BMW partners Jaguar Land Rover to develop electric engine

A BMW I3 electric car charges its battery outside the BMW factory in Leipzig, Germany. (Getty Images)
Updated 05 June 2019

BMW partners Jaguar Land Rover to develop electric engine

  • A joint team will be based in Munich and tasked with developing the next generation electric drive units which BMW will launch together with JLR
  • Like many other traditional carmakers, both BMW and JLR are racing to catch up with US tech giant Tesla which has a head-start in making the cleaner, smarter vehicles of the future

BERLIN: German high-end car giant BMW and British group Jaguar Land Rover announced Wednesday they are teaming up to develop a new generation of electric motors.
A joint team will be based in Munich and tasked with developing the “next generation electric drive units” which BMW will launch together with JLR.
“Cooperation between car manufacturers to share know-how and resources is important” as the automotive industry tackles “the significant technological challenges” posed by the electric cars of the future, said BMW in a statement.
The partnership is for research and development and the engines will be produced “by each partner in their own manufacturing facilities,” BMW said in a statement.
Both groups hope the partnership will reduce development costs at a time when the transition to electric vehicles weighs heavily on manufacturers’ balance sheets.
Like many other traditional carmakers, both BMW and JLR are racing to catch up with US tech giant Tesla which has a head-start in making the cleaner, smarter vehicles of the future.
Pressure is also coming from the EU for the European automotive industry to shift gears to electric engines, as new tougher CO2 emissions limits come into force from 2020.
To meet the high costs shifting away from internal combustion engines, other carmakers have also struck up partnerships.
Mercedes-Benz maker Daimler and Chinese auto giant Geely in March announced plans to develop the next generation of electric Smart cars to be made in China in a joint venture.
JLR last year unveiled an electric Jaguar SUV and is currently carrying out major restructuring in a bid to save £2.5 billion ($3.2 billion, 2.8 billion euros) so as to be able to invest more in electric cars.


Hong Kong airport transit from June 1 excludes mainland flights: Cathay Pacific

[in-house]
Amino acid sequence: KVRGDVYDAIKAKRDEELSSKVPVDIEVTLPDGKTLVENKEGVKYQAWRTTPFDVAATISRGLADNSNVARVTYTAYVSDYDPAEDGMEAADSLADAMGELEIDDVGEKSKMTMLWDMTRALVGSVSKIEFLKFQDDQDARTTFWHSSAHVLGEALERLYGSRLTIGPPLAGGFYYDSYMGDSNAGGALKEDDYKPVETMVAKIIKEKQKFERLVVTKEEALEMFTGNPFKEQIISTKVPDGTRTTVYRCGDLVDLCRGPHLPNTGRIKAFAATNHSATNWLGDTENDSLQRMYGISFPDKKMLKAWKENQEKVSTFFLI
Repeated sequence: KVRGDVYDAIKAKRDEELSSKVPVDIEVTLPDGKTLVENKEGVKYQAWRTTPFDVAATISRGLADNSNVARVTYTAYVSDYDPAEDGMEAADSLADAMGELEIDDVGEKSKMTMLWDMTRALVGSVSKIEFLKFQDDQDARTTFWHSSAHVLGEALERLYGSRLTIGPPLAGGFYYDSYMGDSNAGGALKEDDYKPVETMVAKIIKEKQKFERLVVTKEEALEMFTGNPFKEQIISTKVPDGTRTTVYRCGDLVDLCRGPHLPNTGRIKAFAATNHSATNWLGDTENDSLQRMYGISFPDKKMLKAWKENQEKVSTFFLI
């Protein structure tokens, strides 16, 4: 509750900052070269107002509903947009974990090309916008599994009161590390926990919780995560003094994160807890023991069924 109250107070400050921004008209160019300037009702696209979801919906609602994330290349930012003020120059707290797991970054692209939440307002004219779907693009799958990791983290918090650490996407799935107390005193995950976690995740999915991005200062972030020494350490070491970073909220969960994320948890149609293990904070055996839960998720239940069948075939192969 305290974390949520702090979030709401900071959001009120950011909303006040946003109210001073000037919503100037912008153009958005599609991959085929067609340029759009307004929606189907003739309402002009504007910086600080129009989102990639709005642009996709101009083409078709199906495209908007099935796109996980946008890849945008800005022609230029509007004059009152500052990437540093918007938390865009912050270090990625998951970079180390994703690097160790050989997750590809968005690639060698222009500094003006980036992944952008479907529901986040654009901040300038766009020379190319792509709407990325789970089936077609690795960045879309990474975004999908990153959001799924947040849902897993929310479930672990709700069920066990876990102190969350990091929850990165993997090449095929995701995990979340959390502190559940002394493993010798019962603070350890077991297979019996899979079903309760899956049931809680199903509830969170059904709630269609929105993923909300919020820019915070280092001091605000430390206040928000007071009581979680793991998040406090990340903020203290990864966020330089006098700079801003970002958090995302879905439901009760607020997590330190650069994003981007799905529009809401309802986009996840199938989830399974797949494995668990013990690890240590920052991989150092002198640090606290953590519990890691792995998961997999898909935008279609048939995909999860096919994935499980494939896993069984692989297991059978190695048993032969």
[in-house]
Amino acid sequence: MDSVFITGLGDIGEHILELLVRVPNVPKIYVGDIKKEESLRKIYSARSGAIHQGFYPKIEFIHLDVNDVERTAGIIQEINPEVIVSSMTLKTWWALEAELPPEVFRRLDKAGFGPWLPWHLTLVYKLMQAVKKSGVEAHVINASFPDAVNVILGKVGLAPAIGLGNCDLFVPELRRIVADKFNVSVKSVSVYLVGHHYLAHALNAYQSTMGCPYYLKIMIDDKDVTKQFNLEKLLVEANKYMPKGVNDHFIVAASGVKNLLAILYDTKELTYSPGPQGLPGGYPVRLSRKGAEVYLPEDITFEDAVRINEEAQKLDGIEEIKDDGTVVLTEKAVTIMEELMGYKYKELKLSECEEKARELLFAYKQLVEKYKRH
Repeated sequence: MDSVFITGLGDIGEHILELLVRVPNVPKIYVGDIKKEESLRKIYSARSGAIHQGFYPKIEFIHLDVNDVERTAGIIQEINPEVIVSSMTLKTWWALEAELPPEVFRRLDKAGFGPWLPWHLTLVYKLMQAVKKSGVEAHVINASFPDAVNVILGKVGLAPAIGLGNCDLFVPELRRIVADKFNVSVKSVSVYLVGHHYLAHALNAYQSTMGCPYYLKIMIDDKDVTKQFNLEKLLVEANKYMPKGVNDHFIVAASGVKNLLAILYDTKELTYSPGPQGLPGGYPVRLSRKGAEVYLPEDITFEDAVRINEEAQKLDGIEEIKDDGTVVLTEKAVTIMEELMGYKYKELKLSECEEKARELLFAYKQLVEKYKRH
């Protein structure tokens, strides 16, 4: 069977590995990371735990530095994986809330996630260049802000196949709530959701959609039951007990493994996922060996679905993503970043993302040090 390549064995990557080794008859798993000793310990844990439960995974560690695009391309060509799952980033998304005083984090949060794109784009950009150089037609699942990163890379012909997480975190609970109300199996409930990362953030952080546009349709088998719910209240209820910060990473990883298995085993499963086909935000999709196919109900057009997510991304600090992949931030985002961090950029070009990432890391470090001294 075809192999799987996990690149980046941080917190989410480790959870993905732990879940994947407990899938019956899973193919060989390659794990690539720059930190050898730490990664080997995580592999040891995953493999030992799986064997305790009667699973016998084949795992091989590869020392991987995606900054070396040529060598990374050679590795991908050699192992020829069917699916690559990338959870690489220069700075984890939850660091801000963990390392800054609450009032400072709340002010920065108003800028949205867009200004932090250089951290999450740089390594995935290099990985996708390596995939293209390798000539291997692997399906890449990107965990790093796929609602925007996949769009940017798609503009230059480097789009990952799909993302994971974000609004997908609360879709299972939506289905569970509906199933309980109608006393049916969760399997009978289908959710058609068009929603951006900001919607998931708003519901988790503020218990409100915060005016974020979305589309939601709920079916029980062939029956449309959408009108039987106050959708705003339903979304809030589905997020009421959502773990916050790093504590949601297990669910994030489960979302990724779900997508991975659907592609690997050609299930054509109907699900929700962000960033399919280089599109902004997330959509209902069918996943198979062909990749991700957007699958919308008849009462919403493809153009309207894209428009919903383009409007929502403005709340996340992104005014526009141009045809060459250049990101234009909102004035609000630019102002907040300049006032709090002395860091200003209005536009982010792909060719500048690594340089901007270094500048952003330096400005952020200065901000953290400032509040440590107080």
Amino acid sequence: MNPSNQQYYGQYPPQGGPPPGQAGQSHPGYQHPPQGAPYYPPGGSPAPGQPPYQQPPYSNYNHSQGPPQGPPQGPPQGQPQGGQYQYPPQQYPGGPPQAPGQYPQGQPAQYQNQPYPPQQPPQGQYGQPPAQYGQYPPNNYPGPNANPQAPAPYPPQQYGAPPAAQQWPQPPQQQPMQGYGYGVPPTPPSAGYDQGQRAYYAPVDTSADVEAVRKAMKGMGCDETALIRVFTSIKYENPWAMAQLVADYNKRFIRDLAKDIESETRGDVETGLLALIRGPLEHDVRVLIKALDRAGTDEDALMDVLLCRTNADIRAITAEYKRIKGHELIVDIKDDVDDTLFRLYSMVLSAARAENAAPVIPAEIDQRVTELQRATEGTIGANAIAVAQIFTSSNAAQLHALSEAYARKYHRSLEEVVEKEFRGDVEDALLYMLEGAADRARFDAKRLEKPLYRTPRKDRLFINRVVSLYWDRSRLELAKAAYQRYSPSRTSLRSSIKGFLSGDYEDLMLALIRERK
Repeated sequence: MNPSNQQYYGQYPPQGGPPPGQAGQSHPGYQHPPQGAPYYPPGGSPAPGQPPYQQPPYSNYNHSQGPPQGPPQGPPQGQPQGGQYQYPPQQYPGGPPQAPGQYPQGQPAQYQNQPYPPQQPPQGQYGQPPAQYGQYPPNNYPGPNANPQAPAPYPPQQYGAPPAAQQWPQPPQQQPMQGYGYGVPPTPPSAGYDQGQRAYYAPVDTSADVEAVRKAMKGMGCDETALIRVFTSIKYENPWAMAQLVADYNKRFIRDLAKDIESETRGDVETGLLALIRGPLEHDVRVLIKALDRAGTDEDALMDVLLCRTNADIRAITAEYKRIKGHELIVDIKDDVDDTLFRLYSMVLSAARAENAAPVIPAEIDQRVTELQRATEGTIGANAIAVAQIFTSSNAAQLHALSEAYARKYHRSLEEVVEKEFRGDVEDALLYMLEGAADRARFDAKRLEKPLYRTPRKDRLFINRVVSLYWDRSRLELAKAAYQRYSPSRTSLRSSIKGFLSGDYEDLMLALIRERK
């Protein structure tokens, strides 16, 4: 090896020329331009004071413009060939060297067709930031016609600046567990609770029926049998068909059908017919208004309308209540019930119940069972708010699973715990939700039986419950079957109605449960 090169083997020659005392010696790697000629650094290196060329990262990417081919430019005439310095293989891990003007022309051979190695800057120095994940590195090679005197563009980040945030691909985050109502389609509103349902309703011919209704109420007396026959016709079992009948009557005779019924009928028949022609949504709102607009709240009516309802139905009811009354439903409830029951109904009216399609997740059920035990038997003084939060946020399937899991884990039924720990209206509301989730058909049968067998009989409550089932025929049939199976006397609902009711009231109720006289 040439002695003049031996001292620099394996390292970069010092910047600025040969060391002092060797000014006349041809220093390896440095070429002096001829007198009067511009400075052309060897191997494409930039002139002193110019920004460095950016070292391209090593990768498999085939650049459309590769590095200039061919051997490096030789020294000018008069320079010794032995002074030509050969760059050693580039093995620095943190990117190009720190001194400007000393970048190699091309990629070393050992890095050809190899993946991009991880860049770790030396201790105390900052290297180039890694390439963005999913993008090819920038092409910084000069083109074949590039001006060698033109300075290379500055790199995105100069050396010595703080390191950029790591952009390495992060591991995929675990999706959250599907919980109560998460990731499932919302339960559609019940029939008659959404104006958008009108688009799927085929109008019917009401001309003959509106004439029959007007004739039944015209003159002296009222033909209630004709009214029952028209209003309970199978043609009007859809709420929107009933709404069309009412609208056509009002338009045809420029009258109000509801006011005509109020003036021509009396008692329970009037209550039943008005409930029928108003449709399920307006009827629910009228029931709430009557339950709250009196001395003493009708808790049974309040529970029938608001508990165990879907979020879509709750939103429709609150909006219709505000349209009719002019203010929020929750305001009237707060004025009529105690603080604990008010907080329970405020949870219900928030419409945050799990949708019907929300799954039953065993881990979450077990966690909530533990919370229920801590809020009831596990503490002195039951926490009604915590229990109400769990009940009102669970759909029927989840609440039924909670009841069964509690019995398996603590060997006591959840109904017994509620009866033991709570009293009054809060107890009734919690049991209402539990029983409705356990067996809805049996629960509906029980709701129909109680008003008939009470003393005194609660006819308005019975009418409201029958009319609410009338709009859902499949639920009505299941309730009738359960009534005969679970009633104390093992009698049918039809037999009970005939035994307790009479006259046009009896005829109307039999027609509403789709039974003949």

Updated 5 min 5 sec ago

Hong Kong airport transit from June 1 excludes mainland flights: Cathay Pacific

  • Transit through the airport has been barred since March 25
  • Cathay has cut capacity by around 97 percent due to a fall in demand and strict quarantine regulations

SYDNEY: Cathay Pacific Airways said on Saturday that the reopening of transit services for passengers at Hong Kong International Airport from June 1 will not include those traveling to and from mainland China.
Hong Kong Chief Executive Carrie Lam announced earlier this week that some transit passengers would be allowed through the hub from Monday, but did not provide further details. Transit through the airport has been barred since March 25 as part of measures taken to help control the spread of the coronavirus pandemic.
Cathay said travelers could transit Hong Kong if their itinerary was on a single booking and the connection time to the next flight was within eight hours.
“In this first phase, transiting to and from destinations in mainland China is not available,” the airline said on its website.
China’s aviation regulator has been flooded with tens of thousands of social media comments criticizing it and the Chinese government for the small number of flight options to bring home people stranded overseas.
The regulator drastically reduced the number of allowed international flights to prevent the potential of importing COVID-19 infections. Many foreign airlines are barred altogether and mainland carriers can fly just one weekly passenger flight on one route to any country, which has sent fares skyrocketing.
That rule does not apply to airlines from Hong Kong, such as Cathay, which are allowed more flights to and from the mainland, but the airline’s statement on Saturday indicated it cannot immediately take advantage of the boom in demand.
Cathay has cut capacity by around 97 percent due to a fall in demand and strict quarantine regulations associated with the pandemic.
Rival Asian hub Singapore, which is not allowed nearly as many mainland flights, is gradually allowing some transit traffic to resume from June 2.